She calls Bauer "a wild card" after lasting one inning in his last outing because of a bloody finger, which he had sliced while fixing a drone.
Arrieta went 18-8 with a 3.10 ERA during the regular season but struggled to a 5.01 ERA in his final four starts. Mendoza expects the 2015 Cy Young Award winner to have better command of his fastball, which she says will set up the "slider-cutter pitch that breaks on that same path where hitters can't tell the difference."
Mendoza is in Cleveland giving World Series updates for "Baseball Tonight." She wrapped up her first full season announcing for "Sunday Night Baseball."
Last fall, Mendoza became the first woman to call a nationally televised postseason game.
The Chicago Cubs are going to see a whole lot of Cleveland ace Corey Kluber.
Indians manager Terry Francona says Kluber is "all set" to start Game 4 at Wrigley Field in Chicago on Saturday on three days' rest.
Kluber tossed six shutout innings in Cleveland's 6-0 victory in Game 1 on Tuesday night. Francona removed Kluber after 88 pitches, and the bullpen kept the Cubs in check the rest of the way.
Kluber is 3-1 in the postseason and lowered his ERA to a sparkling 0.74 while scattering four hits and striking out nine without issuing a walk.
Starting Kluber in Game 4 opens the possibility of Kluber getting the nod on short rest again if the Series goes the full seven games.
The Cubs already have said John Lackey will start Game 4.
If you know the whereabouts of the Cubs' offense, please contact the Cleveland Police Department.
After the hometown Indians blanked the Chicago Cubs 6-0 in the World Series opener Tuesday night, Cleveland police hit the Cubs and their fans hard with this tweet : "Missing persons report filed for Cubs offense. #RallyTogether #gooseegg #GoTribe Indians."
Chicago's men in blue countered with this post : "Shake it off! Tomorrow is game 2! Cubs CPD supports you! #FlyTheW."
Indians manager Terry Francona more than tweaked his lineup for Game 2 of the World Series.
Switch-hitting designated hitter Carlos Santana, who batted fifth in the opener, will lead off against Cubs right-hander Jake Arrieta. Also, Tyler Naquin will replace Rajai Davis in center field and Coco Crisp will play in left instead of Brandon Guyer.
Francona likes Santana at the top of the order because of his patience at the plate. He walked 99 times during the regular season. Santana also hit 34 home runs and has set the tone with several homers to open games.
Cubs manager Joe Maddon made a pair of lineup changes for Game 2. Jorge Soler replaced Chris Coghlan in right field, and Willson Contreras was the catcher instead of David Ross.
Jason Heyward, the right fielder with the $184 million, eight-year contract, remains on the bench. He is 2 for 28 in the postseason.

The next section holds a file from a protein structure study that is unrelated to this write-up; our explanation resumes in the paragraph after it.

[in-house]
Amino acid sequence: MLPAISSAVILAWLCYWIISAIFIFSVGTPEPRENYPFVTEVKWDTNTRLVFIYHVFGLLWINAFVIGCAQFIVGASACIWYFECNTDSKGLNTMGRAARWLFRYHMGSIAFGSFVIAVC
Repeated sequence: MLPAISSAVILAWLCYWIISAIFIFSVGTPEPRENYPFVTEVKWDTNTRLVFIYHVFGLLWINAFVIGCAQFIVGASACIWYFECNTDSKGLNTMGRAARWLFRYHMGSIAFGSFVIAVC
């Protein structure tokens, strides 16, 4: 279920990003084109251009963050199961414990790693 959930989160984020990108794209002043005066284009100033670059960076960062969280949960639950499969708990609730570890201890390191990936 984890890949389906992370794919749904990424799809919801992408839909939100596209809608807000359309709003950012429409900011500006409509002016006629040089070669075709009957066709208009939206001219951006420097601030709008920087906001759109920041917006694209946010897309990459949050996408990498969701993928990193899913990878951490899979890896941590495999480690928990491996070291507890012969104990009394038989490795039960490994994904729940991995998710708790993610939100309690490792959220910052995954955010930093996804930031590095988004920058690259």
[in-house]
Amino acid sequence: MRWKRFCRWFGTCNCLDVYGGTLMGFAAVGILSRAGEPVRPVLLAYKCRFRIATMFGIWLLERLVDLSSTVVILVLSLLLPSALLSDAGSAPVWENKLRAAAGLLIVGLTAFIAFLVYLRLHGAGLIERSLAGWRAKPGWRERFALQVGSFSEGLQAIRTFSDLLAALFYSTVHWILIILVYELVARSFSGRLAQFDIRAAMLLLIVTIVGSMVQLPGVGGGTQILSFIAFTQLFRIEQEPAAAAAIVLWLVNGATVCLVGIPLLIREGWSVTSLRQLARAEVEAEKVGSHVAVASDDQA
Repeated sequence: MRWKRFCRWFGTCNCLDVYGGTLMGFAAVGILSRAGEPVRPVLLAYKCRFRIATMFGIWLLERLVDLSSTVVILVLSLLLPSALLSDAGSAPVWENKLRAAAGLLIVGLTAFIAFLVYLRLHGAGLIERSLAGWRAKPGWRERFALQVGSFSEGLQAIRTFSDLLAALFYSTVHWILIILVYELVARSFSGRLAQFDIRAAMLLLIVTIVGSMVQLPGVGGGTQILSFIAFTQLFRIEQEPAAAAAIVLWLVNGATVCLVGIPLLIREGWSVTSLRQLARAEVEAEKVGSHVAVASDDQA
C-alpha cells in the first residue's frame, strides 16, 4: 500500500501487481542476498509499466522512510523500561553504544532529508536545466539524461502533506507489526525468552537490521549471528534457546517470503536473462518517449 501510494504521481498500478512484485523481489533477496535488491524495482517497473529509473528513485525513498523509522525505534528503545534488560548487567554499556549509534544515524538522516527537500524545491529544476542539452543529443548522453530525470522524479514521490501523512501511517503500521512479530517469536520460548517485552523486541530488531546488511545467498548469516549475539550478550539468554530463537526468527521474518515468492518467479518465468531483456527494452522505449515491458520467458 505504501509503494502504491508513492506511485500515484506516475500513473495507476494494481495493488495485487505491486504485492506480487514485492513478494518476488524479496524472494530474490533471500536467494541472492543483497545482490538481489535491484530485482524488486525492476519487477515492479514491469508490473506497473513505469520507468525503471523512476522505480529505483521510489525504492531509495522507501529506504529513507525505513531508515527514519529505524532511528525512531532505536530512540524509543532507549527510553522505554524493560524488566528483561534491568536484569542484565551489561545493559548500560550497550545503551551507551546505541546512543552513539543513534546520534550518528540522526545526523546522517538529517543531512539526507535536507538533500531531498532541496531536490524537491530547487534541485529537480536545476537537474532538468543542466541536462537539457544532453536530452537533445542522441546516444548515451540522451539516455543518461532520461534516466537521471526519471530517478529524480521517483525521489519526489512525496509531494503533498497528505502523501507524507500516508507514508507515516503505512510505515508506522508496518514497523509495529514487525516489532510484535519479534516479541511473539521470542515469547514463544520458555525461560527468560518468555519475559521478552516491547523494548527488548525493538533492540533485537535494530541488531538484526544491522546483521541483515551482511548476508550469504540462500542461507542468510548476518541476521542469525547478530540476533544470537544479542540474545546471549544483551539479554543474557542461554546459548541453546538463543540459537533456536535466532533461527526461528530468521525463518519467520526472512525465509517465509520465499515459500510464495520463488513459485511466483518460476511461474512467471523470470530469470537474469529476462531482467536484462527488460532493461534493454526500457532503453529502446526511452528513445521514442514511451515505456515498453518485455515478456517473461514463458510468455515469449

Center fielder Dexter Fowler will lead off, followed by third baseman Kris Bryant, first baseman Anthony Rizzo, left fielder Ben Zobrist, designated hitter Kyle Schwarber, second baseman Javier Baez, Contreras, Soler and shortstop Addison Russell. Jake Arrieta was scheduled to pitch.
The tarp is covering the infield at Progressive Field, five hours before the scheduled 7:08 p.m. start of Game 2 between the Chicago Cubs and Cleveland Indians.
A light drizzle began around noon Wednesday, and the chance of rain was 40-50 percent for each hour through 8 p.m.
Cleveland won Tuesday night's opener 6-0.
Even if one team has a big late-inning lead, there could be a daylong wait to finish Game 2 of the World Series if it rains at Progressive Field.
While regular-season games can be shortened because of bad weather as long as the losing team has completed at least five innings, a rules change approved in 2009 mandates that all postseason games and regular-season tiebreakers must be played to conclusion at the ballpark where they began.
Thursday is a scheduled off day before the Series resumes Friday at Chicago's Wrigley Field, which last hosted the Series in 1945.
The Chicago Cubs and Cleveland Indians are hoping to beat the rain forecast for Wednesday night and get in Game 2 of the World Series.
It was overcast and dry at noon following the Indians' 6-0 victory in the opener Tuesday night, but wet weather was forecast for the evening.
Major League Baseball moved up the start of the game by an hour to 7:08 p.m., when Accuweather forecast a 48-degree temperature, a little rain and winds of 10-20 mph. Accuweather said that if rain tracks to the north, there will be a spot shower or two during the game, but if rain remains over the area, it could be steady and cause delays.
Meteorologist Ryan Adamson says in a statement: "Game 2 of the World Series looks rather dry to start, but possibly wet to finish, depending on how long the game goes."